Why we should all be reading more news

Sophie Oehler

When I was younger, my favorite thing to listen to on the radio was “Wait! Wait! Don’t Tell Me!” on NPR, and my favorite TV show was Rick Steves’ Europe travel review on PBS.

I know I must sound like the lamest 7-year-old ever, but my love for NPR and PBS has now helped me appreciate the importance of loving the news.

It’s an interest that has been lost on the American people in recent years, and I think it’s something that needs to be changed. Quickly.

A lot of people’s reasoning for not reading the news is that the news is too depressing, and they don’t want to put themselves through that.

And I get it. No one wants to participate in something that upsets them, particularly if they don’t have to.

But at the same time, it’s not a good reason. If I avoided everything that made me sad or angry on a daily basis, I’d never leave the safety of my bed.

I don’t mean to be insensitive, but at some point we’re all going to have to dig our heads out of the sand and acknowledge the reality of the world.

Reading the news is the best way to inform yourself and others. Maybe at the breakfast table, you and your siblings can discover a way to keep Russia out of our elections. We can literally only go up from here.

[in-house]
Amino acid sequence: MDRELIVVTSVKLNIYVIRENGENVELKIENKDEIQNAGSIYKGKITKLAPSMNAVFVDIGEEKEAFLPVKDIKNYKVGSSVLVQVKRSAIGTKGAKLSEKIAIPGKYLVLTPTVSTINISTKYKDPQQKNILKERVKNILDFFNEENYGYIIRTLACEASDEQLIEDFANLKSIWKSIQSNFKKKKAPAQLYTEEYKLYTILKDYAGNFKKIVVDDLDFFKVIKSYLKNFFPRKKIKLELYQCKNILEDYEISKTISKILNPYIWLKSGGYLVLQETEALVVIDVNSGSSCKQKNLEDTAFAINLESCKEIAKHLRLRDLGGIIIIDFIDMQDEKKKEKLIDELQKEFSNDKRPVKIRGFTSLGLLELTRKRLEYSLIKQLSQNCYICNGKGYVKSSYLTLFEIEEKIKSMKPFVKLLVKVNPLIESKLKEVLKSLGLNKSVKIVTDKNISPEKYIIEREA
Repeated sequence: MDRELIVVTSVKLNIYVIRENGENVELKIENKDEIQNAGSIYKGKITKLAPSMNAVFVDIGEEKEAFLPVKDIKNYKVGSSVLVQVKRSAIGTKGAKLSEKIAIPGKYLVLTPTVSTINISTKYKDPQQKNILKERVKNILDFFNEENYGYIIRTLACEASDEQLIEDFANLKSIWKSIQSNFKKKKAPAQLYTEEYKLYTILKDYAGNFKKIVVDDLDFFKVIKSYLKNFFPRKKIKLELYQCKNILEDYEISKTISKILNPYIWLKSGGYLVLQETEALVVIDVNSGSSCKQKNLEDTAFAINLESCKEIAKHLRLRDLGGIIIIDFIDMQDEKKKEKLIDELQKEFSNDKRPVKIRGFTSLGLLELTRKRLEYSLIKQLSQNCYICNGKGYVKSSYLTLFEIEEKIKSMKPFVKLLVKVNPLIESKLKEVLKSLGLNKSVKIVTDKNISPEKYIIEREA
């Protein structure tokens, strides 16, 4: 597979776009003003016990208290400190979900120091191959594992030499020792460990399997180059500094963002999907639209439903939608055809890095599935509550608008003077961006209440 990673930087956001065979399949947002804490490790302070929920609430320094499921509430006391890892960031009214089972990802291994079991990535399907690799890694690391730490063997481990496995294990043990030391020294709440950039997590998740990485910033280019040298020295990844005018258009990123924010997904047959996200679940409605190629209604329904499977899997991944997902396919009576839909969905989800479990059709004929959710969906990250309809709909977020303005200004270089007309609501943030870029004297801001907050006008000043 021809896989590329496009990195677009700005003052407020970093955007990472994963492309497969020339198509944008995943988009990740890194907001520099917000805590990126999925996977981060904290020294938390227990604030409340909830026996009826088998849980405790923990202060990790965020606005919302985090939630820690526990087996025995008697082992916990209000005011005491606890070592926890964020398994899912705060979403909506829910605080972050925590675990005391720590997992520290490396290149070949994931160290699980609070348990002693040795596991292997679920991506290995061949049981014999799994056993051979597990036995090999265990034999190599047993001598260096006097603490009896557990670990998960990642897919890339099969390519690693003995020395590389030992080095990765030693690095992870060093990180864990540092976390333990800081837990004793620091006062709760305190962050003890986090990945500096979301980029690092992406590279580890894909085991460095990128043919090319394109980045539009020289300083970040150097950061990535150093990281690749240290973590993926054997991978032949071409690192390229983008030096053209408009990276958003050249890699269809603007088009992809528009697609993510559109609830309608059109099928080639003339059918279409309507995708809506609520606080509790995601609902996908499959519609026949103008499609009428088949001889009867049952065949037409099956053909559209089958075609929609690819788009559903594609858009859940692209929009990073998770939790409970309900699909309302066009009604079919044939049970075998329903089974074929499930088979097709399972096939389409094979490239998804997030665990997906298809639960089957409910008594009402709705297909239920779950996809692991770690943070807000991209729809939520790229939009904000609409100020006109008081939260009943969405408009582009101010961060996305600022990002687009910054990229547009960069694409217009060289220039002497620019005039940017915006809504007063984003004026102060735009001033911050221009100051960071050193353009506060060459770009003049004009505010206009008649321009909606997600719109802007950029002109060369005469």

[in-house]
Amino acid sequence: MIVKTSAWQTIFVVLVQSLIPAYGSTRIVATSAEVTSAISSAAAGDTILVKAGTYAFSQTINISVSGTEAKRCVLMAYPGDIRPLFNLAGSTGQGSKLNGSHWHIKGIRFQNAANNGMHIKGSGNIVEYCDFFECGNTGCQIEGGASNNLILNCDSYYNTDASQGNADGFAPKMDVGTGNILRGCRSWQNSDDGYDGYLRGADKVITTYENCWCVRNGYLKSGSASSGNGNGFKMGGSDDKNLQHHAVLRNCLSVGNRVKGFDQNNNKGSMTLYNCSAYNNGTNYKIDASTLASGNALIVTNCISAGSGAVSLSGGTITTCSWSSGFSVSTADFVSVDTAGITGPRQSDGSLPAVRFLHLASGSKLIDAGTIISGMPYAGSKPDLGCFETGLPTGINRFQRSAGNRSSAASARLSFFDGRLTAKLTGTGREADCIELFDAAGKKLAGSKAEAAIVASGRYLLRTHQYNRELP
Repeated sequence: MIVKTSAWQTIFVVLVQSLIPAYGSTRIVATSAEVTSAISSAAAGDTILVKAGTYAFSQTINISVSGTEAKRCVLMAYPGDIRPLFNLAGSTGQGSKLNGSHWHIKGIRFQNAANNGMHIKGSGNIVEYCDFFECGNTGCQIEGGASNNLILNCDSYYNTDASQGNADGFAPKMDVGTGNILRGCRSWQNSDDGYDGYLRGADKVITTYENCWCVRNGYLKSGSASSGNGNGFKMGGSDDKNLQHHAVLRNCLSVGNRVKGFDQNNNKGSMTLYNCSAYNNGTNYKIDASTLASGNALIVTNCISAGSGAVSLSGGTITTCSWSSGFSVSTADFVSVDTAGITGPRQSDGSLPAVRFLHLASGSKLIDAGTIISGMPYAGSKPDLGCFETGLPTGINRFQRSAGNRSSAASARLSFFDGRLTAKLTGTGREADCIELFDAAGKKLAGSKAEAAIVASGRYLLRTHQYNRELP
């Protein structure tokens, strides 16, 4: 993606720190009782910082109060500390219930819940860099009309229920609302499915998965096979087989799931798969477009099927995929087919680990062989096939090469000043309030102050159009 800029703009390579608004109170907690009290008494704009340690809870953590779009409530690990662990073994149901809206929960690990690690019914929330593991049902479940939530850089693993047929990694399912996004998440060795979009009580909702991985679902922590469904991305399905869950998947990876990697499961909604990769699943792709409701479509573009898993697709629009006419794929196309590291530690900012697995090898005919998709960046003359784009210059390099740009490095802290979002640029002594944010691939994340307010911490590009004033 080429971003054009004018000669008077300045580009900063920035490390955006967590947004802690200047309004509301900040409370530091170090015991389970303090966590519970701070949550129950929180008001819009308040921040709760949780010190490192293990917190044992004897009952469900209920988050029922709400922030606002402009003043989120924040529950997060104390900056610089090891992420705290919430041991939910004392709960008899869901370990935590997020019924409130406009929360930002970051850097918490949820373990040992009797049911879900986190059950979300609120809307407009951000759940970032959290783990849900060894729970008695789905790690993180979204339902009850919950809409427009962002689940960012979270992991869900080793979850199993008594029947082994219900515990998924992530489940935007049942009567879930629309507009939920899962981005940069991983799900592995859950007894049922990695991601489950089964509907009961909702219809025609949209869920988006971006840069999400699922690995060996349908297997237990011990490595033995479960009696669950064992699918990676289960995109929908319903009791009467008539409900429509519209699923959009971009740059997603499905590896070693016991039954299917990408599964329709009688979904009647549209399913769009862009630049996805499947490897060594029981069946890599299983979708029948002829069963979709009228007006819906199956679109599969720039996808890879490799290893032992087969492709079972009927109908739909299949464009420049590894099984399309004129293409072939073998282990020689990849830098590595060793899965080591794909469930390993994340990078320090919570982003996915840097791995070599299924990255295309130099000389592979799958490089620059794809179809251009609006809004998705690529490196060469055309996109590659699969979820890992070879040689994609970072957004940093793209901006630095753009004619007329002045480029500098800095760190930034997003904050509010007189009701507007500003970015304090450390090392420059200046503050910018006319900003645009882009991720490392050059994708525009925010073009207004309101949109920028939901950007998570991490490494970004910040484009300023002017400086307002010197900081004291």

Start small. Check out one or two stories about something that interests you in the world, or in your country, or even your own town.

As of 2016, there were 1,286 daily newspapers being published in the U.S., according to a 2018 Pew Research report.

News also is a big decider in how we vote. The whole point of a free press is to allow people to make informed, unbiased decisions about how they want the government to be run.

A lot of my friends and classmates didn’t vote in the midterm elections because they felt they didn’t know enough about the candidates or issues to have a valid opinion.

But we live in the 21st century, where information is more available than ever.

The cost of information is at an all time low, and yet the consumption of this information is slipping.

Major newspapers such as The Wall Street Journal and The New York Times provide three free articles a month for non-subscribers. The same newspapers cost $2.50 to buy in print.

The student subscription to NYT is actually 99 cents for the first month, according to their website.

So, if you spend $3.99 for the student subscription to Spotify Premium, you have enough money to buy a newspaper.

And the cost of information isn’t just about money. It’s time as well. My problem used to be that I thought I didn’t have time to sit down and read an article.

If you have time to send your Snapchat streaks in the morning, you have time to read the Morning Briefing from The New York Times.

If you have time to listen to your music on the walk to class or work, you have time to listen to NPR, or VPR or a podcast about the day’s news.

Read the Vermont Cynic. We’re completely independent from the University, totally student run and 100% dedicated to bringing you the school’s best news with very little personal reward.

It can’t only be my parents and their Facebook friends that keep our fan club alive. So pick up a copy every Tuesday, or check us out online.

Let journalism do its job, and fulfill your duty to stay informed.